The recent fatalities from driverless cars operated by Tesla and Uber are tragic in human terms and disastrous in a business sense.

However, it’s not the end of the road for the developers of autonomous vehicles.

That’s because the major auto manufacturers are not developing the technologies for building driverless cars purely as an endgame.

Toyota, for example, recognises the value of investing a billon dollars in this space because much of the technology can also be used in household gadgets for the elderly.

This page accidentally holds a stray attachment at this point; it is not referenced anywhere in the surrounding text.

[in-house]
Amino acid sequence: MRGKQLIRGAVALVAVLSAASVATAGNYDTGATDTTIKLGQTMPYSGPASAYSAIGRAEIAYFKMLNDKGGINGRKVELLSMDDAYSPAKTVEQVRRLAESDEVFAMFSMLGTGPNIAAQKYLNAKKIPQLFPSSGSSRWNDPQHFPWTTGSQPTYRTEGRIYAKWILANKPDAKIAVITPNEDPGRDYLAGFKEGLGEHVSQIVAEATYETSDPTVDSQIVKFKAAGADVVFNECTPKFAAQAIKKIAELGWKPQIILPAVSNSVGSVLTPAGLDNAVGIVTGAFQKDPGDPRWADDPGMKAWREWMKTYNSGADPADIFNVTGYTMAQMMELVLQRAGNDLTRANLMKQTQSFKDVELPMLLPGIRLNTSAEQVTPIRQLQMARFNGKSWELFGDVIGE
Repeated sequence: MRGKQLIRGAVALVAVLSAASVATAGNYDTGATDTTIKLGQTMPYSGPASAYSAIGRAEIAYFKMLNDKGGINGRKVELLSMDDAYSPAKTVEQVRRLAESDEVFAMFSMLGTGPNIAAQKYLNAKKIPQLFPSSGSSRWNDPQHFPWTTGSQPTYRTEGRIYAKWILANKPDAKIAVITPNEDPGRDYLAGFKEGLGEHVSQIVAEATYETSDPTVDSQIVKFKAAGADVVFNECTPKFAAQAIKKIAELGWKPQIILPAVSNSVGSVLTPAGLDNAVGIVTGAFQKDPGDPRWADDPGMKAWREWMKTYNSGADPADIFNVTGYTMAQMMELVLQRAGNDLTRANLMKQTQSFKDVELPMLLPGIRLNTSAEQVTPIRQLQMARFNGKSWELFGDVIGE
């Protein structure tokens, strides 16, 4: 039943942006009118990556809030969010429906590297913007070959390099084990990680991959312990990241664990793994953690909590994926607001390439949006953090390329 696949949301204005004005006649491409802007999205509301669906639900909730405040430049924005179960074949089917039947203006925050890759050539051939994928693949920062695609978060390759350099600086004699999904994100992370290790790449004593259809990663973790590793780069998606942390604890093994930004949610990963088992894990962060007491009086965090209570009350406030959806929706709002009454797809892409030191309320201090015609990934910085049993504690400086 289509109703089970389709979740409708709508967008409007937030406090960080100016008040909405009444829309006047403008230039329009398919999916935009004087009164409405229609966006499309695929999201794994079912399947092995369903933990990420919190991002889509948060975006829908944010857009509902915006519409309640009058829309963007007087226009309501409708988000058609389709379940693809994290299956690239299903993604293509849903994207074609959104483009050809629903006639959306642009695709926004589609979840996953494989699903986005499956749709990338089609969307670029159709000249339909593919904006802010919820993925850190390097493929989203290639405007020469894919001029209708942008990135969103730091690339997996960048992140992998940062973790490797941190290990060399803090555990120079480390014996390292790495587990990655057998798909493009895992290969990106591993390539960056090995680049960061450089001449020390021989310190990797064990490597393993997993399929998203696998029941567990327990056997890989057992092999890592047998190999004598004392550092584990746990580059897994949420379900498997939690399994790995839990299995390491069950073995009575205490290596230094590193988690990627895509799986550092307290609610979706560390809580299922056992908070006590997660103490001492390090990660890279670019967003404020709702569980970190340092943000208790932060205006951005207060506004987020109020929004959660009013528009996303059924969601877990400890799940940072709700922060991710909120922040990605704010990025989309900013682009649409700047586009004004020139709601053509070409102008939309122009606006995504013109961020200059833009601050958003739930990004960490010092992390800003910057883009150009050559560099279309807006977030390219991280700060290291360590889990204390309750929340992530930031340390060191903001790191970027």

Given Japan’s rapidly ageing population, such innovation addresses investors’ desire to see a pipeline for potential value creation in the future.

It also offers an example of a social good that can result from committing significant resources to innovation.

The technology being developed for autonomous vehicles may be the catalyst for other innovations – that might in turn deliver more benefits to society.

Driverless cars may never take off in a big way, but the carmakers betting on the technology are likely to prosper- perhaps having morphed into something completely different.

The importance of the flexible business model cannot be overlooked.